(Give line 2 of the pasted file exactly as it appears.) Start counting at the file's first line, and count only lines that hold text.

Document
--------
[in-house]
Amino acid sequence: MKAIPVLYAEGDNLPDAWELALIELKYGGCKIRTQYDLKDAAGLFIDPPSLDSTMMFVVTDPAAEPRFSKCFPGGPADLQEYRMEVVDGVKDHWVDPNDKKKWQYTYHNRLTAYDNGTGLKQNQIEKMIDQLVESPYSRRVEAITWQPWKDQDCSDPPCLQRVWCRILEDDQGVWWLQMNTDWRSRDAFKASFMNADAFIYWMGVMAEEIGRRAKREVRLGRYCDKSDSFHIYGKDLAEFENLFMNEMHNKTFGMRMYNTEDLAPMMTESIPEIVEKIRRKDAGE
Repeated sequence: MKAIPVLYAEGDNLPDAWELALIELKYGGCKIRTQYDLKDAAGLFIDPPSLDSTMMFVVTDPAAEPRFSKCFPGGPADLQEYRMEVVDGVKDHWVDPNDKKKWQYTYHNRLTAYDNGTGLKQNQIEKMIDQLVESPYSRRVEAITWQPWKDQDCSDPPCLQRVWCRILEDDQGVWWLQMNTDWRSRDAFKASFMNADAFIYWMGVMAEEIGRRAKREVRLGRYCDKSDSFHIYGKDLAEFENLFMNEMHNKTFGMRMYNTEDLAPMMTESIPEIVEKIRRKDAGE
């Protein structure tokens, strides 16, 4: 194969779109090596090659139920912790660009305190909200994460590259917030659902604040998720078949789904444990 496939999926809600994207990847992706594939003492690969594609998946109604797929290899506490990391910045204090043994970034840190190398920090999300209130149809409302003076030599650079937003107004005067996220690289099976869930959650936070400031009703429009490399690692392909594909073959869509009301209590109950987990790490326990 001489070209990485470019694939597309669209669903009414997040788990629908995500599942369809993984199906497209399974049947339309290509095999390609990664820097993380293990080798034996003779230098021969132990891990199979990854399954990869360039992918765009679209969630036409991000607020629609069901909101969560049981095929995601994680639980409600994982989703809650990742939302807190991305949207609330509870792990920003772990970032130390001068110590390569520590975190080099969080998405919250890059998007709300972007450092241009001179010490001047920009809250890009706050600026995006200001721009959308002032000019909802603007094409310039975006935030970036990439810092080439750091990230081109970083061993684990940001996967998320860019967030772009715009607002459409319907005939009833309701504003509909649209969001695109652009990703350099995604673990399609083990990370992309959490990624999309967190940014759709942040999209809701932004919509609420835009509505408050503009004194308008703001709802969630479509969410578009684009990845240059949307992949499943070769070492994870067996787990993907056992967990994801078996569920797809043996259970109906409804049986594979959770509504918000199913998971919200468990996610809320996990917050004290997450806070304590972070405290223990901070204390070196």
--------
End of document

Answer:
Amino acid sequence: MKAIPVLYAEGDNLPDAWELALIELKYGGCKIRTQYDLKDAAGLFIDPPSLDSTMMFVVTDPAAEPRFSKCFPGGPADLQEYRMEVVDGVKDHWVDPNDKKKWQYTYHNRLTAYDNGTGLKQNQIEKMIDQLVESPYSRRVEAITWQPWKDQDCSDPPCLQRVWCRILEDDQGVWWLQMNTDWRSRDAFKASFMNADAFIYWMGVMAEEIGRRAKREVRLGRYCDKSDSFHIYGKDLAEFENLFMNEMHNKTFGMRMYNTEDLAPMMTESIPEIVEKIRRKDAGE